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      2. As is my writing for me. I think that when we allow the creative side to express itself, we are allowing the inner part of us out to explore and play and in the process, bring us answers. Then when someone comes along and has even a remote understanding of what we are presenting it encourages us even more to play.

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    1. Thank you! When I showed it to my husband after painting it, he couldn’t tell what it was LOL. But, then again, he doesn’t have a lot of “artistic” imagination.

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  2. Of course we can tell what the painting is ‘supposed’ to be! We are always our own worst critics and you have listened really hard to that unhappy inner child. Look hard in the mirror–you ARE that artist you have always wanted to be. Don’t try to fit into someone else’s mold because you and your work are unique. Keep at it–you’re doing great!

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    1. Thanks. My husband had no idea what the painting was until I told him, but I think that’s because he’s not involved in “visual arts”. His only connection to visual art is me. 🙂 Plus he has vision problems, specifically problems with colors, so it probably just looked like a blob to him. He can’t distinguish reds and blacks from each other.

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  3. If you do your painting like you are serious about the outcome, starting with a tight drawing and painting each part to the best of your ability you can kill the inner child voice that says you can’t do it. You can paint better than you think you can. Probably better than the idiot who caused your insecurities as a child can paint. My home ec teacher in high school bullied me and acted like I’d never learn to sew. Then I learned how to sew and as an adult I’m sure I could sew circles around that old witch! hahahaha Don’t let fear of failure to stop you from doing your best. If you want to goof around with paint and just see what happens, that’s fine and fun too, but there’s more to it if you’re serious about it and it can be good for your self esteem to conquer a difficult painting. It doesn’t happen without a good effort and maybe more than attempt. If it fails you try again next year.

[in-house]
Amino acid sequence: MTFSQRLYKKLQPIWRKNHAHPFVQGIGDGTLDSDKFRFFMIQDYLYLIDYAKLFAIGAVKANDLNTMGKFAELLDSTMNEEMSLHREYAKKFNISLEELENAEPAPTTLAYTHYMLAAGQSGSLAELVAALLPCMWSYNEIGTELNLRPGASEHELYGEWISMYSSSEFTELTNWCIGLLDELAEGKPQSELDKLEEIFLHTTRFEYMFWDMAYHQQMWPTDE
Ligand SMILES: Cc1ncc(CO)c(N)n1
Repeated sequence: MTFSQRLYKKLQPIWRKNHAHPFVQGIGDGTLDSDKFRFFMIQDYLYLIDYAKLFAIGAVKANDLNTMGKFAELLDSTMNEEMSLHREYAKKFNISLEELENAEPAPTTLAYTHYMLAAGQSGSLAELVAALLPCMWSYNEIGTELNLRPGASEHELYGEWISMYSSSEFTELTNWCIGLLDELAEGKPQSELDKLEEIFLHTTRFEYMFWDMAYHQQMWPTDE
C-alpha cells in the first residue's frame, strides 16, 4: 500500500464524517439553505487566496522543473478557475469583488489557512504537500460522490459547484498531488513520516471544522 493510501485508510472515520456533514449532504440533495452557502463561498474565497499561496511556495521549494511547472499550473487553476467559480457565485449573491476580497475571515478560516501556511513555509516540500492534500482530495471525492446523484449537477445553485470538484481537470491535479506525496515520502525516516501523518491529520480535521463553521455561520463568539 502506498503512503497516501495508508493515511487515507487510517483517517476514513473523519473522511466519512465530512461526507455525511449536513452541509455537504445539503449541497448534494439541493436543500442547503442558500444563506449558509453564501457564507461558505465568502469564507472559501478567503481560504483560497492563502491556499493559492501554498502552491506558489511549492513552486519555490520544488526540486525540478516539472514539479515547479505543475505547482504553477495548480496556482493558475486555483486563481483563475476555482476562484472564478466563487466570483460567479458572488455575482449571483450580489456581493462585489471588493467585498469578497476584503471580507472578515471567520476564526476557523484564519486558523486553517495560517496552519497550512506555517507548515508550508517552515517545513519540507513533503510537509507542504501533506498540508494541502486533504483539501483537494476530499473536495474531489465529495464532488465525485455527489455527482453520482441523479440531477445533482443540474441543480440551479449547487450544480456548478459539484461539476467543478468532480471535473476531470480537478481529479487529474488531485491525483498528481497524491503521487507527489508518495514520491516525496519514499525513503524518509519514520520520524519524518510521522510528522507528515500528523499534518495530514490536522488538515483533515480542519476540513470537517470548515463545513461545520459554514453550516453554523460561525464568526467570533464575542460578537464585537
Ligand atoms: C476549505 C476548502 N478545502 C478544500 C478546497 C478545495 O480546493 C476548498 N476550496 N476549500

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    1. Thanks for the sage advice. I think I’m doing a bit of both right now… sometimes settling in to really do my best, and at other times letting myself fall back on those old defense mechanisms. Just recognizing them has helped me a LOT! My whole “art therapy” process has been valuable. It’s helped me bring a lot of fears out in the open, and that’s helping me become more expressive with my art.

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  4. I think trying to make it good is sometimes important but trying to make it good also means trying to do what you already know works. Sometimes not trying is a way to manifest new ideas and new styles. It’s a way to let the unconscious artist emerge. That doesn’t change the dynamic you describe but it does mean you can get fruit from lots of different kinds of trees.

    I really enjoyed this post!

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  5. Gee, I hate to dash your negative expectations but yes, I really did recognize two figures (didn’t decide if they were a “couple” or not) under an umbrella in the rain. I’ve probably seen too many impressionist “rainy streets in Paris” paintings. 😜 Since I didn’t see the original source material I have no clue how close you came to accurately depicting it and what’s more I couldn’t care less. The best way to shut yourself down as an artist is to insist on perfection at every step. Is the result interesting? Do you like it? If you came across this image not knowing what it was “supposed” to be would you find it intriguing? You haven’t found out who you are as an artist yet. Let your experiments help you instead of demanding that they meet someone else’s expectations. ❤️

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    1. Yes, art can be soothing, and definitely gardening can be. We’ve had so much rain and cold weather here… not much of a garden out this year. I’m looking forward to better days.

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  6. Yup, I’d of seen it as just that! But I do understand where you are coming from, we all have our own built in defence don’t we. Mine is always ‘oh it’s not finished yet’ ☺️